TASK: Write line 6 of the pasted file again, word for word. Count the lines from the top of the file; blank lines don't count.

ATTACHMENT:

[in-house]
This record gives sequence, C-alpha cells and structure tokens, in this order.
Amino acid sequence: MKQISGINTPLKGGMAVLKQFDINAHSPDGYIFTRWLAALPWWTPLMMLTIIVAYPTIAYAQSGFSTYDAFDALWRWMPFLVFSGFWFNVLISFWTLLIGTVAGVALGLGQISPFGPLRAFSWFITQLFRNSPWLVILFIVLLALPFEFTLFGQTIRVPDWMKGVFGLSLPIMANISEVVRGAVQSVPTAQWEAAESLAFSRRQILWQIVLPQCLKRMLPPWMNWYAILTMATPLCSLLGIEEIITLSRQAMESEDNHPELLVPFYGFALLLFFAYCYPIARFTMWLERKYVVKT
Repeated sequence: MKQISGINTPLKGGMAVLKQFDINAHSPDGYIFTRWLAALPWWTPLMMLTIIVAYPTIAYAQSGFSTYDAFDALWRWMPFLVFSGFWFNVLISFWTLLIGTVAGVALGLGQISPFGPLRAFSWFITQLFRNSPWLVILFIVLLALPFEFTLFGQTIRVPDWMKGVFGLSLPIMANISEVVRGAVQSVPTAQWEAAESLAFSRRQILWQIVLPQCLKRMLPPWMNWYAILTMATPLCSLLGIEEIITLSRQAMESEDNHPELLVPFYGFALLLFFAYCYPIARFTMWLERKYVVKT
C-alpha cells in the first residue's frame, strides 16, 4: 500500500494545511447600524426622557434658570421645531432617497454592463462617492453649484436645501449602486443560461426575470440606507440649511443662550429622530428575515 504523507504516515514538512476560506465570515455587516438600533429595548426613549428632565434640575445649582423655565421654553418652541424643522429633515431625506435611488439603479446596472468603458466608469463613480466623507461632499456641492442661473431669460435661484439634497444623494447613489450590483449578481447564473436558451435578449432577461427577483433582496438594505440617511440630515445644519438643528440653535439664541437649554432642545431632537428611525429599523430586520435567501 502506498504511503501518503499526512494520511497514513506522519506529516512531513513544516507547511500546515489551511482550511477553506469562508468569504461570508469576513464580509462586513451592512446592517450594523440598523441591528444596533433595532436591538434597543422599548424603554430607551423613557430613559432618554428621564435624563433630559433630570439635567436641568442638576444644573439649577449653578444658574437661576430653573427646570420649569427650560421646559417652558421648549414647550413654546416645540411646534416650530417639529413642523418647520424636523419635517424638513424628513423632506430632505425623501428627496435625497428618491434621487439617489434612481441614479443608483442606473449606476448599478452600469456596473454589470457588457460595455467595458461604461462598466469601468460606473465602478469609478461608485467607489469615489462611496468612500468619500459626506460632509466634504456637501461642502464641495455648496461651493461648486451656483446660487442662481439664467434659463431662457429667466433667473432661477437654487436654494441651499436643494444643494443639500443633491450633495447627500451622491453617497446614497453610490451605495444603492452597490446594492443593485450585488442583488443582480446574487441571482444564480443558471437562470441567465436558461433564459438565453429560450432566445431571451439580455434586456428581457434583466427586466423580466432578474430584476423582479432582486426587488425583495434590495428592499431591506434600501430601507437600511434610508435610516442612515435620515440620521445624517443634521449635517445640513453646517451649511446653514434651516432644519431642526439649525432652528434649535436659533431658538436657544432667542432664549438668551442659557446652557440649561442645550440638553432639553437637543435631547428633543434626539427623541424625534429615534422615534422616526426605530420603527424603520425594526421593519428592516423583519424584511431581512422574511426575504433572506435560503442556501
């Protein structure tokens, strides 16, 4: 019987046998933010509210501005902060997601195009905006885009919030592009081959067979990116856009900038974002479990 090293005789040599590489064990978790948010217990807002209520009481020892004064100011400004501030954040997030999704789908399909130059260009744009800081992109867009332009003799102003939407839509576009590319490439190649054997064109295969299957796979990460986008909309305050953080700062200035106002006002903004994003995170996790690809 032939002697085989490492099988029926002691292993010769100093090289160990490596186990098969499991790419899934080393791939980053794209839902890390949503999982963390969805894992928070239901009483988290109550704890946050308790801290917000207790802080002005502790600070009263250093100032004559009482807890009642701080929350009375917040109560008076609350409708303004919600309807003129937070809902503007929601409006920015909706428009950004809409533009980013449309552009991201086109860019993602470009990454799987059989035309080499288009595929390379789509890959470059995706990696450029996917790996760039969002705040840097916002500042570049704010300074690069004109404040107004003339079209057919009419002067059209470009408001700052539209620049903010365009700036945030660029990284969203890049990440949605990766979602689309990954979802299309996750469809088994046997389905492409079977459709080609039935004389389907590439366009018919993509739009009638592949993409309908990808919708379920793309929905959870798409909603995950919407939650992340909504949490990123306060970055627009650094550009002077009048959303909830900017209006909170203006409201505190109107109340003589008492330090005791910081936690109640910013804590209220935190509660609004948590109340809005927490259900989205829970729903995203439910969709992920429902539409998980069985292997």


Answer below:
């Protein structure tokens, strides 16, 4: 019987046998933010509210501005902060997601195009905006885009919030592009081959067979990116856009900038974002479990 090293005789040599590489064990978790948010217990807002209520009481020892004064100011400004501030954040997030999704789908399909130059260009744009800081992109867009332009003799102003939407839509576009590319490439190649054997064109295969299957796979990460986008909309305050953080700062200035106002006002903004994003995170996790690809 032939002697085989490492099988029926002691292993010769100093090289160990490596186990098969499991790419899934080393791939980053794209839902890390949503999982963390969805894992928070239901009483988290109550704890946050308790801290917000207790802080002005502790600070009263250093100032004559009482807890009642701080929350009375917040109560008076609350409708303004919600309807003129937070809902503007929601409006920015909706428009950004809409533009980013449309552009991201086109860019993602470009990454799987059989035309080499288009595929390379789509890959470059995706990696450029996917790996760039969002705040840097916002500042570049704010300074690069004109404040107004003339079209057919009419002067059209470009408001700052539209620049903010365009700036945030660029990284969203890049990440949605990766979602689309990954979802299309996750469809088994046997389905492409079977459709080609039935004389389907590439366009018919993509739009009638592949993409309908990808919708379920793309929905959870798409909603995950919407939650992340909504949490990123306060970055627009650094550009002077009048959303909830900017209006909170203006409201505190109107109340003589008492330090005791910081936690109640910013804590209220935190509660609004948590109340809005927490259900989205829970729903995203439910969709992920429902539409998980069985292997």